The key to learning, Negroponte’s fellow panelists agreed, is to engage children rather than simply talk at them.
Smart phones, tablets and video game systems are often seen as distractions to school children in developed countries, which tend to adhere to a strict teacher-student educational model. At Technology Review‘s Emerging Technologies (EmTech) conference here on October 25, a panel of technologists and educators posited that it’s time to embrace students’ use of such technologies and rethink learning in both developed and developing countries.
“The issue isn’t education or schools—it’s learning,” panelist Nicholas Negroponte, founder and chairman emeritus of M.I.T.’s Media Lab and the chairman of the One Laptop Per Child (OLPC) foundation, said. “The fork in the road is the difference between knowing and understanding. We test people on what they know, but they might not understand a thing.”
Not a new argument, but Negroponte’s approach to resolving it has been novel. Although OLPC’s efforts to put low-cost computers in the hands of underprivileged students has met with varying degrees of success, his latest focus is on what he says are the 100 million children worldwide without access to any formal education. While it’s impractical for a single organization to try to build schools for all of these children living in remote areas across the globe, an alternative might be giving these children tools and technology they can use to teach themselves, one another and their parents.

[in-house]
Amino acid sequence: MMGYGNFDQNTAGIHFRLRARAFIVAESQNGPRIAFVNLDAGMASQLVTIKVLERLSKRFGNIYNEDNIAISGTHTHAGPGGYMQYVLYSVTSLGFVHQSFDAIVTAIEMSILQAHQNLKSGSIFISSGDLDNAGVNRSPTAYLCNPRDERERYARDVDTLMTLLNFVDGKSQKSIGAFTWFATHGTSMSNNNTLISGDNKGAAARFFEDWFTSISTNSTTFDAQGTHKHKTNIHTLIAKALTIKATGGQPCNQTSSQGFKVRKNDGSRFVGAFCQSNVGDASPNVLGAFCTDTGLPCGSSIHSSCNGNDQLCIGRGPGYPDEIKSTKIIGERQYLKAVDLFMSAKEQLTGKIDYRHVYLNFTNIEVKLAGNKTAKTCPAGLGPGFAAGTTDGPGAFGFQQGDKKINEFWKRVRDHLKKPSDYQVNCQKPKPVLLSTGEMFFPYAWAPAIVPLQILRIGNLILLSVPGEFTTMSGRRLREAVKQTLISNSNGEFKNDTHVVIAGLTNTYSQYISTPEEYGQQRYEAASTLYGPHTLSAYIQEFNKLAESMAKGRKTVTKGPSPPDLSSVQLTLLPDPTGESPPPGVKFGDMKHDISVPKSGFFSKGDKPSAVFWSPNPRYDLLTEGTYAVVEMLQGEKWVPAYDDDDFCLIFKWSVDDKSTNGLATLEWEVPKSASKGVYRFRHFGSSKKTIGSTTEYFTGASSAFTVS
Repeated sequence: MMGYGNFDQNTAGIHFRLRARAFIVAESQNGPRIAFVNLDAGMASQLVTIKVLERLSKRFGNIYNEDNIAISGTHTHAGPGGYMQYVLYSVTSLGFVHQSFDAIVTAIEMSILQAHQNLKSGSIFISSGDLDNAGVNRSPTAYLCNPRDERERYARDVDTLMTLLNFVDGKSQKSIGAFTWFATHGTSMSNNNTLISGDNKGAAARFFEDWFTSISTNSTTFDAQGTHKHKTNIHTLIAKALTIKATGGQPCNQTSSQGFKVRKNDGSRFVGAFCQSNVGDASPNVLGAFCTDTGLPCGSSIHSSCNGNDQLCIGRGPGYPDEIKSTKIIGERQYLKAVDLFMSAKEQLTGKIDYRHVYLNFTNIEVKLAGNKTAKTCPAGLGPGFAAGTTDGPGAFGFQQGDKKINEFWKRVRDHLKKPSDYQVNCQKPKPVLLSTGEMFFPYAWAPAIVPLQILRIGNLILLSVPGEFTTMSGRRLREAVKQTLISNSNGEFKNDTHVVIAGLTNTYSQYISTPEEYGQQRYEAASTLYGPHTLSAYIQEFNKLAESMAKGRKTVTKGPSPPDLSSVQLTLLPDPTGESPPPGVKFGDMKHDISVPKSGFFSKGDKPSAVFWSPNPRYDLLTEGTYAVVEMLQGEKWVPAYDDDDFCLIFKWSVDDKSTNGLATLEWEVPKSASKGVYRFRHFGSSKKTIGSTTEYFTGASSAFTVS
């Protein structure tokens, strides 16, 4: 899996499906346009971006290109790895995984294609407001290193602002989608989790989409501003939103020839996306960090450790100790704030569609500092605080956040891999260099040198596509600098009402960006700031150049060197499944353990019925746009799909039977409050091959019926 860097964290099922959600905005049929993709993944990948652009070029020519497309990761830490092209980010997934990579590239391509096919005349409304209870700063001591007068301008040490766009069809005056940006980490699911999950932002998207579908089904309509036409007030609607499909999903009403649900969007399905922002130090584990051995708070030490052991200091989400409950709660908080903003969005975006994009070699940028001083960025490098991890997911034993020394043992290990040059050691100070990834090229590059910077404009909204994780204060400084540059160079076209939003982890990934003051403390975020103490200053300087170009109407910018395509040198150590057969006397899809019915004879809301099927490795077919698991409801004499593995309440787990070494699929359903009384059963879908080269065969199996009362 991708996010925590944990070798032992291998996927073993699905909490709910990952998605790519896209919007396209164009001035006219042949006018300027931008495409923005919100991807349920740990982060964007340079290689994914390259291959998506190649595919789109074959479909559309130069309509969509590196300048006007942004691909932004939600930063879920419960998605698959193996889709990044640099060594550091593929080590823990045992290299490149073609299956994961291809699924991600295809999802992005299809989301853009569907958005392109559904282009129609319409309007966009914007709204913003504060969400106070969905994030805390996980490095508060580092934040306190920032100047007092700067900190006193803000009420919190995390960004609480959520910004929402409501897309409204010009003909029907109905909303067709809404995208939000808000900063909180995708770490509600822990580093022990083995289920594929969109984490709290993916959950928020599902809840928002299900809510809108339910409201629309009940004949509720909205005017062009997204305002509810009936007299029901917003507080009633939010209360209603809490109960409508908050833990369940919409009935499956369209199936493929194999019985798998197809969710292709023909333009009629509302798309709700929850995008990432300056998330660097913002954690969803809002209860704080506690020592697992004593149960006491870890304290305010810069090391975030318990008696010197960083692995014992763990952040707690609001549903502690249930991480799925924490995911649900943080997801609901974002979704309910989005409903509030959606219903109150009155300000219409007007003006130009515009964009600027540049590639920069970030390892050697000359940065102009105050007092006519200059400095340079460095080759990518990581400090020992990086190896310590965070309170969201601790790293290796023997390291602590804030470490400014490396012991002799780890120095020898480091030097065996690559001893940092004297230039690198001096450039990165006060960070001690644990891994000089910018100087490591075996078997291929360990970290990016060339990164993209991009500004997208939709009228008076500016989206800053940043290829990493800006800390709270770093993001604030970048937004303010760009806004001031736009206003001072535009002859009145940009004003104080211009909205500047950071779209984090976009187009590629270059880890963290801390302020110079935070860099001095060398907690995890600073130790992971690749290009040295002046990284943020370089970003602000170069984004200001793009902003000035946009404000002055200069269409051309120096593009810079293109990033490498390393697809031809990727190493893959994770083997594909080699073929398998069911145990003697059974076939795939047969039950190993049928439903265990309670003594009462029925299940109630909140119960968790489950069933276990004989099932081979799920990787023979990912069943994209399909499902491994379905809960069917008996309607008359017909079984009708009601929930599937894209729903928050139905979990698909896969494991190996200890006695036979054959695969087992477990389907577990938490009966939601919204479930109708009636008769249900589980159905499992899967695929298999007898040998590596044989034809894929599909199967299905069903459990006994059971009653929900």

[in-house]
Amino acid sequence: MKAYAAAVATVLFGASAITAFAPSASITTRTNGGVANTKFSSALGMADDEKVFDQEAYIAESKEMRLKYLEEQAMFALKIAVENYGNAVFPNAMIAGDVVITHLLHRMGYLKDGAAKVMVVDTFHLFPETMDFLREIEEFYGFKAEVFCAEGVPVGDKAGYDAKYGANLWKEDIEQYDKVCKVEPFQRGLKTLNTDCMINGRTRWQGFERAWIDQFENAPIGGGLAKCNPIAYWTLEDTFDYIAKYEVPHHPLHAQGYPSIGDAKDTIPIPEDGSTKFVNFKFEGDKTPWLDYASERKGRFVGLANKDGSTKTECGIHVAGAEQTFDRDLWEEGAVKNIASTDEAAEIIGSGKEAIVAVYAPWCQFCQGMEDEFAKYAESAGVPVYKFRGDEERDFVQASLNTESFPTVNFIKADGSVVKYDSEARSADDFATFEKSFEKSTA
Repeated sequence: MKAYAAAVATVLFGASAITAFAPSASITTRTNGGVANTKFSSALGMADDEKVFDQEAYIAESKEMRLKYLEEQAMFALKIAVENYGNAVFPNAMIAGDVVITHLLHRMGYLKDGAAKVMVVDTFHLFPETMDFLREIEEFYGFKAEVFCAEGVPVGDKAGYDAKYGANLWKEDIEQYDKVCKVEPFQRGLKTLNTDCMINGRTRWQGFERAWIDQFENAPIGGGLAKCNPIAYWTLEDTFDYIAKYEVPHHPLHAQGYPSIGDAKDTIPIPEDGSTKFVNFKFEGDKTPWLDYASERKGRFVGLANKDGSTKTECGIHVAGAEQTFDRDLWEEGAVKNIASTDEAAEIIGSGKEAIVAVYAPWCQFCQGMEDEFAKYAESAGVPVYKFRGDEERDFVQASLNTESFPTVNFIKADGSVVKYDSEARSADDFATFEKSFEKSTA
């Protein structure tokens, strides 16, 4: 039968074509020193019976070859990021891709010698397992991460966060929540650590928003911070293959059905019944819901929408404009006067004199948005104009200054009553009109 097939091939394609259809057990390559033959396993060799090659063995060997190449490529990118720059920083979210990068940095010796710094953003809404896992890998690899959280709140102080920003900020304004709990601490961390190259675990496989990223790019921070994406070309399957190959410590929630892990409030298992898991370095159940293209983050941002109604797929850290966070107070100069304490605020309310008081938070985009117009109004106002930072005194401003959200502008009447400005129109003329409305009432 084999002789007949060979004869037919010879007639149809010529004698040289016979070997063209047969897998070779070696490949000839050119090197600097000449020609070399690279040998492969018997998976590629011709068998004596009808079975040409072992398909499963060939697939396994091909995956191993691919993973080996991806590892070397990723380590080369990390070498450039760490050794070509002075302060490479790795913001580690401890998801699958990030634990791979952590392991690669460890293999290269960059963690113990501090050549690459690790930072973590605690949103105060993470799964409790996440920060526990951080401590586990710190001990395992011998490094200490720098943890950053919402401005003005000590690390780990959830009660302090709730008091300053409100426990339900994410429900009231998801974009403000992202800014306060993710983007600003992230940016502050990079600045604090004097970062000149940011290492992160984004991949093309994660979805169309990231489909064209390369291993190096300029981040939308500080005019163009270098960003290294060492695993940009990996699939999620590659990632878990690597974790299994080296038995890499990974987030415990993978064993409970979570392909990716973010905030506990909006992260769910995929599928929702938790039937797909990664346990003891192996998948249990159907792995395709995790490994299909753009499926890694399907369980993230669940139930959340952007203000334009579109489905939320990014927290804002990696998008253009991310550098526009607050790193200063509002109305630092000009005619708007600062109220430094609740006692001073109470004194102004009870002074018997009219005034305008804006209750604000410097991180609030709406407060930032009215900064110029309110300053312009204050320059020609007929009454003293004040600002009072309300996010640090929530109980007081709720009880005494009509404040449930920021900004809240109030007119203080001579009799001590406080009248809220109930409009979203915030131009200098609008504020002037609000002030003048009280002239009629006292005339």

To test this, OLPC in April delivered boxes containing more than a dozen tablet computers loaded with books, games and other apps—in English—to an isolated village in the Ethiopian highlands. No instructions were given to the village children regarding what was in the boxes or what to do with them. The villagers have no reading or writing skills, nor have many of them ever seen so much as a written word, not even on a sign or bottle, Negroponte said. “I thought they’d [just] play with the boxes,” he added.
Instead, within four minutes the village children had opened the boxes and learned how to turn on the tablets, he said. Within a few months they had learned the A, B, Cs and were singing the alphabet song in English.
The question now is whether those Ethiopian children learn to read and write in English, and how quickly they might do it, Negroponte said. This is critical because “if you can learn to read, you can read to learn. If they can do that it [could] not only impact the 100 million kids who can’t go to school but might also help us understand how to help the educational system here,” he added.
The key to learning, Negroponte’s fellow panelists agreed, is to engage children rather than simply talk at them. And one of the most effective ways of doing this is through play.
via Scientific American – Larry Greenemeier
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